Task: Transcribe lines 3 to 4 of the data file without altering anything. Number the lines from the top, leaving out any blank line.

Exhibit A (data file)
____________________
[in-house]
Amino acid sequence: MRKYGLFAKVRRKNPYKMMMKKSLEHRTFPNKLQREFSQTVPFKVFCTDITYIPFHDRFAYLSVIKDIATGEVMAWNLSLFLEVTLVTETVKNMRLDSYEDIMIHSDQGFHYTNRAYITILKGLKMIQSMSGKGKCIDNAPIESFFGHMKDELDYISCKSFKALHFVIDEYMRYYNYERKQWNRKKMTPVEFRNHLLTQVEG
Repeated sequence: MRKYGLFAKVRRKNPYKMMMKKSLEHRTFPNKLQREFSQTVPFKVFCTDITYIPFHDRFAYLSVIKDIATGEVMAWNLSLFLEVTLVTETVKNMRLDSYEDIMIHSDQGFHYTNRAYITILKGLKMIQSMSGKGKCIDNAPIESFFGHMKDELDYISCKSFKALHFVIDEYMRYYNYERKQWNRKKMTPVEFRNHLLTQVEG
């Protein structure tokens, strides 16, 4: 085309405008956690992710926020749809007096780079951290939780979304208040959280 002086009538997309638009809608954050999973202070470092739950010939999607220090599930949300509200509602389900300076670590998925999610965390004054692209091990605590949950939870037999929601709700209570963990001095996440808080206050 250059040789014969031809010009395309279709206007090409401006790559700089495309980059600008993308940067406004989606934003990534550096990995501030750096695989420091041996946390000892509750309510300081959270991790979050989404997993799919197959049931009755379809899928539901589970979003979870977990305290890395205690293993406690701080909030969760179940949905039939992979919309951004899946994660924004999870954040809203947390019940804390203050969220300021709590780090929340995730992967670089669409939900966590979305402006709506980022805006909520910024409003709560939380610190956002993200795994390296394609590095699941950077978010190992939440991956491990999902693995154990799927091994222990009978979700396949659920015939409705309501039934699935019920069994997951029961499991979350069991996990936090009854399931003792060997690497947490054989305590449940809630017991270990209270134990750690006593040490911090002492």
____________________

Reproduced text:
Repeated sequence: MRKYGLFAKVRRKNPYKMMMKKSLEHRTFPNKLQREFSQTVPFKVFCTDITYIPFHDRFAYLSVIKDIATGEVMAWNLSLFLEVTLVTETVKNMRLDSYEDIMIHSDQGFHYTNRAYITILKGLKMIQSMSGKGKCIDNAPIESFFGHMKDELDYISCKSFKALHFVIDEYMRYYNYERKQWNRKKMTPVEFRNHLLTQVEG
């Protein structure tokens, strides 16, 4: 085309405008956690992710926020749809007096780079951290939780979304208040959280 002086009538997309638009809608954050999973202070470092739950010939999607220090599930949300509200509602389900300076670590998925999610965390004054692209091990605590949950939870037999929601709700209570963990001095996440808080206050 250059040789014969031809010009395309279709206007090409401006790559700089495309980059600008993308940067406004989606934003990534550096990995501030750096695989420091041996946390000892509750309510300081959270991790979050989404997993799919197959049931009755379809899928539901589970979003979870977990305290890395205690293993406690701080909030969760179940949905039939992979919309951004899946994660924004999870954040809203947390019940804390203050969220300021709590780090929340995730992967670089669409939900966590979305402006709506980022805006909520910024409003709560939380610190956002993200795994390296394609590095699941950077978010190992939440991956491990999902693995154990799927091994222990009978979700396949659920015939409705309501039934699935019920069994997951029961499991979350069991996990936090009854399931003792060997690497947490054989305590449940809630017991270990209270134990750690006593040490911090002492």